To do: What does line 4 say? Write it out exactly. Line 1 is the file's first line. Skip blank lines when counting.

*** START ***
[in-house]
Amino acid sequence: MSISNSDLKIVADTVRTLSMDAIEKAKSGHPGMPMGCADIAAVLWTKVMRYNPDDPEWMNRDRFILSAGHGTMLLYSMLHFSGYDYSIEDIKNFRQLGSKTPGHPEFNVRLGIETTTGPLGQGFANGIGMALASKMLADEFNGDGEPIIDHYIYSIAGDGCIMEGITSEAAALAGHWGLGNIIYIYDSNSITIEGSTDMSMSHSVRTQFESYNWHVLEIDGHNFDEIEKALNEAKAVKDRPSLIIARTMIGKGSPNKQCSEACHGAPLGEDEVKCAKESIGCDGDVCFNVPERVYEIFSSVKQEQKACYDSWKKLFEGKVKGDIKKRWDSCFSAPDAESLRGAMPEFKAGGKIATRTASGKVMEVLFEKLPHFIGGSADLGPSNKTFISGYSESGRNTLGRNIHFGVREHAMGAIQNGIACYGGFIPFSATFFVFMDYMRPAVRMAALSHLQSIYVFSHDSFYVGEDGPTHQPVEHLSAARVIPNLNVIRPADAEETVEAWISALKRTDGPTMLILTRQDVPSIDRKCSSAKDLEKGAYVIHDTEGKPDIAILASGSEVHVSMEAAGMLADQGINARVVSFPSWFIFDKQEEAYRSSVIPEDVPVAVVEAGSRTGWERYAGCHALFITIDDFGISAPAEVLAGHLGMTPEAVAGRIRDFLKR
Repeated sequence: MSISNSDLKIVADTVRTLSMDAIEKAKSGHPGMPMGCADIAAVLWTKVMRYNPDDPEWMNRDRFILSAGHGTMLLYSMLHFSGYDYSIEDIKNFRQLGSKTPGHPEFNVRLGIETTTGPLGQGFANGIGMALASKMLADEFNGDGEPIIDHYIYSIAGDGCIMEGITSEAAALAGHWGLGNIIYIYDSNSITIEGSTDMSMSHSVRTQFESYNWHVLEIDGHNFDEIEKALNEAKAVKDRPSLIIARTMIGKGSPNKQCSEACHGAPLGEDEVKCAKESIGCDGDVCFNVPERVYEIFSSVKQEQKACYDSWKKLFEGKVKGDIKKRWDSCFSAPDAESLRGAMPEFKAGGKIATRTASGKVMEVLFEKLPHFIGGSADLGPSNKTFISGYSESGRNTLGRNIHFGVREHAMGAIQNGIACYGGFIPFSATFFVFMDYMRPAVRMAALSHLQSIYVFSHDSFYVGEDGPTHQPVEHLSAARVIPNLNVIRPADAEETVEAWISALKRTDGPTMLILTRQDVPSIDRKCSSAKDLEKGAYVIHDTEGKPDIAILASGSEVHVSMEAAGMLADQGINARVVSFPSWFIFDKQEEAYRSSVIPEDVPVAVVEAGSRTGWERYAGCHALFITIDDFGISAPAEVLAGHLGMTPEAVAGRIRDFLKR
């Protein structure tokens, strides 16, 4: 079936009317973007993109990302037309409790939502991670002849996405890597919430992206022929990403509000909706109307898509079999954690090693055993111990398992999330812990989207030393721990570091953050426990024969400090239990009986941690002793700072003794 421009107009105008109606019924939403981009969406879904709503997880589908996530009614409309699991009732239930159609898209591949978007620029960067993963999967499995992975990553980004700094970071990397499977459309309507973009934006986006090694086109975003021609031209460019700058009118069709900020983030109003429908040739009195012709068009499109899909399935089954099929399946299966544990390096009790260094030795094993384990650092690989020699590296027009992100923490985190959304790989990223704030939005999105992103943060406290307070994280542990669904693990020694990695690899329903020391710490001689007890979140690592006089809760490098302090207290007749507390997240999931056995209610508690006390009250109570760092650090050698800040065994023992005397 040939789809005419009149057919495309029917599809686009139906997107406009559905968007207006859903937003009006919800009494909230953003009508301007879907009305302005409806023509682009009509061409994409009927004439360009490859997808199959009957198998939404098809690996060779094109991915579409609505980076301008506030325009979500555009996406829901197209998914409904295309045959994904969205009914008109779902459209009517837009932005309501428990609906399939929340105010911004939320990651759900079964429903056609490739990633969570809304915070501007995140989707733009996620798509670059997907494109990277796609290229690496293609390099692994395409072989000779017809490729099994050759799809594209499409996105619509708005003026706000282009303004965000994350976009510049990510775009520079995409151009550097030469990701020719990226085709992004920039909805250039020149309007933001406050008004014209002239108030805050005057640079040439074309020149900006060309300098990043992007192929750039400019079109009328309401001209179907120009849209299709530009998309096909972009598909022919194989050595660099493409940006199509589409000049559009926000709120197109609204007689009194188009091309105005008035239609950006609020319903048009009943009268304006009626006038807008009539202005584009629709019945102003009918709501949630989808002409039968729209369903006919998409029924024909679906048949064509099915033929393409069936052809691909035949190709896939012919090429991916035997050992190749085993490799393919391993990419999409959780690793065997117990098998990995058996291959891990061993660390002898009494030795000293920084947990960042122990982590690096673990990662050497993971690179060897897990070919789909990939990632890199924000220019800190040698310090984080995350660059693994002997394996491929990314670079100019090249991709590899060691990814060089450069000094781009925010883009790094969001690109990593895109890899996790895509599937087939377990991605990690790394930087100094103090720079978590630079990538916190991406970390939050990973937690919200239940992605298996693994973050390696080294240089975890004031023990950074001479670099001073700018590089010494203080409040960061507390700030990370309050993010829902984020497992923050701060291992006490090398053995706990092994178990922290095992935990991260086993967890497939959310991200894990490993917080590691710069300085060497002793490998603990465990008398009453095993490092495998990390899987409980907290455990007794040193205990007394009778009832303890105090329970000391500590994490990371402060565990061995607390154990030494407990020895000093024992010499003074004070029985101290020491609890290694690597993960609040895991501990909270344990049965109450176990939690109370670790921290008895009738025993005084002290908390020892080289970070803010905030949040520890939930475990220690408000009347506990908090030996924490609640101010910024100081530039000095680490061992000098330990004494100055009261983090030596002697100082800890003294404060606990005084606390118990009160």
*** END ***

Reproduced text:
């Protein structure tokens, strides 16, 4: 079936009317973007993109990302037309409790939502991670002849996405890597919430992206022929990403509000909706109307898509079999954690090693055993111990398992999330812990989207030393721990570091953050426990024969400090239990009986941690002793700072003794 421009107009105008109606019924939403981009969406879904709503997880589908996530009614409309699991009732239930159609898209591949978007620029960067993963999967499995992975990553980004700094970071990397499977459309309507973009934006986006090694086109975003021609031209460019700058009118069709900020983030109003429908040739009195012709068009499109899909399935089954099929399946299966544990390096009790260094030795094993384990650092690989020699590296027009992100923490985190959304790989990223704030939005999105992103943060406290307070994280542990669904693990020694990695690899329903020391710490001689007890979140690592006089809760490098302090207290007749507390997240999931056995209610508690006390009250109570760092650090050698800040065994023992005397 040939789809005419009149057919495309029917599809686009139906997107406009559905968007207006859903937003009006919800009494909230953003009508301007879907009305302005409806023509682009009509061409994409009927004439360009490859997808199959009957198998939404098809690996060779094109991915579409609505980076301008506030325009979500555009996406829901197209998914409904295309045959994904969205009914008109779902459209009517837009932005309501428990609906399939929340105010911004939320990651759900079964429903056609490739990633969570809304915070501007995140989707733009996620798509670059997907494109990277796609290229690496293609390099692994395409072989000779017809490729099994050759799809594209499409996105619509708005003026706000282009303004965000994350976009510049990510775009520079995409151009550097030469990701020719990226085709992004920039909805250039020149309007933001406050008004014209002239108030805050005057640079040439074309020149900006060309300098990043992007192929750039400019079109009328309401001209179907120009849209299709530009998309096909972009598909022919194989050595660099493409940006199509589409000049559009926000709120197109609204007689009194188009091309105005008035239609950006609020319903048009009943009268304006009626006038807008009539202005584009629709019945102003009918709501949630989808002409039968729209369903006919998409029924024909679906048949064509099915033929393409069936052809691909035949190709896939012919090429991916035997050992190749085993490799393919391993990419999409959780690793065997117990098998990995058996291959891990061993660390002898009494030795000293920084947990960042122990982590690096673990990662050497993971690179060897897990070919789909990939990632890199924000220019800190040698310090984080995350660059693994002997394996491929990314670079100019090249991709590899060691990814060089450069000094781009925010883009790094969001690109990593895109890899996790895509599937087939377990991605990690790394930087100094103090720079978590630079990538916190991406970390939050990973937690919200239940992605298996693994973050390696080294240089975890004031023990950074001479670099001073700018590089010494203080409040960061507390700030990370309050993010829902984020497992923050701060291992006490090398053995706990092994178990922290095992935990991260086993967890497939959310991200894990490993917080590691710069300085060497002793490998603990465990008398009453095993490092495998990390899987409980907290455990007794040193205990007394009778009832303890105090329970000391500590994490990371402060565990061995607390154990030494407990020895000093024992010499003074004070029985101290020491609890290694690597993960609040895991501990909270344990049965109450176990939690109370670790921290008895009738025993005084002290908390020892080289970070803010905030949040520890939930475990220690408000009347506990908090030996924490609640101010910024100081530039000095680490061992000098330990004494100055009261983090030596002697100082800890003294404060606990005084606390118990009160």